Mike Thompson was a father, brother, friend, and grandfather. His heart was wide open. He liked Penn State football and rooted for the Middletown Blue Raiders. He loved the Steelers and the city of Pittsburgh. He could navigate without a GPS. When coronavirus put an end to his haircuts, Mike sent his stylist a check for several trims that never happened. He did the right thing and kept it a secret.
Mike had no ego and never talked about himself. Instead, he did something rare: he listened. When conversing, he wanted to learn. He did not spin the topic into a monologue about himself. If someone was venting about work, he did not steal that moment.
Mike coached runners. He taught them that discipline equals freedom. His team members were regular people, looking to improve. Sometimes Yellow Breeches Creek was the finish line of a long run. He planted exquisite beer at the end zone, the reward for hard work. Since the waters were international, Messiah College couldn’t push their dry policy. His life rested on balance: running, healthy foods with a whisper of cheat days, trying new things, meeting new people, networking, helping others.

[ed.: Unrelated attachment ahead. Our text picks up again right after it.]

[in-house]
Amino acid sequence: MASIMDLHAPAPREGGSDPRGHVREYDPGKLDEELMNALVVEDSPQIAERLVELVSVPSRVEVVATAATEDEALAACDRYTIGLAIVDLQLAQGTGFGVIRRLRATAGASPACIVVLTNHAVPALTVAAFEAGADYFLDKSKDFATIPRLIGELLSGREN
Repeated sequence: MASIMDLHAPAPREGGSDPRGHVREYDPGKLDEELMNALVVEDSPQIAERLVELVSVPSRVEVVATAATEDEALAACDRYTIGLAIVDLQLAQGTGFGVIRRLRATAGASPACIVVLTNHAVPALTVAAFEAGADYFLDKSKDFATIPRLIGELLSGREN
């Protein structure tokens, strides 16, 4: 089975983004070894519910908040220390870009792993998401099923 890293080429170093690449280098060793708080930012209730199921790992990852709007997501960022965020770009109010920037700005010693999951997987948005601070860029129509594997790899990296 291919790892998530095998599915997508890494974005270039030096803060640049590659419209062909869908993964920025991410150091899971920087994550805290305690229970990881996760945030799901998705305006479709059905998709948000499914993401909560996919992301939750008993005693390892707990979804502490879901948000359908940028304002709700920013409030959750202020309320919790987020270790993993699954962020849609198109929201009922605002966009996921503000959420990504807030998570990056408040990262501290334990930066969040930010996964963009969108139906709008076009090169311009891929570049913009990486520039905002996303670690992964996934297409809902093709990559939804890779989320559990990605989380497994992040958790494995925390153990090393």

I moved to Los Angeles to capture my dream in 2009. Before long, things became very difficult. Mike put me in touch with his wonderful sister Julie, who lives in Ojai. When I visited, she handed me a business card which belonged to a television producer she knew. “George is the big time,” she said. I called the number, and my life got better. Mike and Julie were wellsprings of many blessings.
When I was a Middletown student, Mike and I bonded over Randy Rhoads. Randy was a virtuoso guitarist that died in a plane crash in 1982. He was 25 years old. Mike Thompson saw Randy play live with Ozzy Osbourne. For two hours, he stood in The Temple of the Sacred Groove. I was fascinated when he told me about the concert. Years later, Mike vacationed in California and visited me for a day. We zoomed past Burbank High School, Randy’s alma mater. “We must be close to where he lived,” Mike said. I knew where Randy grew up. How convenient. The car rolled through a tree-dazzled neighborhood, shouldered with bread-and-butter homes. The brakes gave a small squeak and we viewed a sepia house, plain and frayed. The driveway was caked with crunchy brown leaves, curled and sunburned and forgotten.
The front door shot open and Randy’s brother marched out. Grizzled, bloodthirsty for privacy. He gave us a look that could have gutted a tundra wolf. We flipped the switches of the time machine, and it was 1977 again. Smoky and the Bandit. Squealing tires, gooey molten asphalt. Gone.
On April 26, Mike Thompson went to Heaven. He was the guy. The mentor, the coach, the poet laureate of hope. Mike touched many lives, but he autographed mine in gold bullion.
----- Thank you Hummelstown Sun for permission to reprint.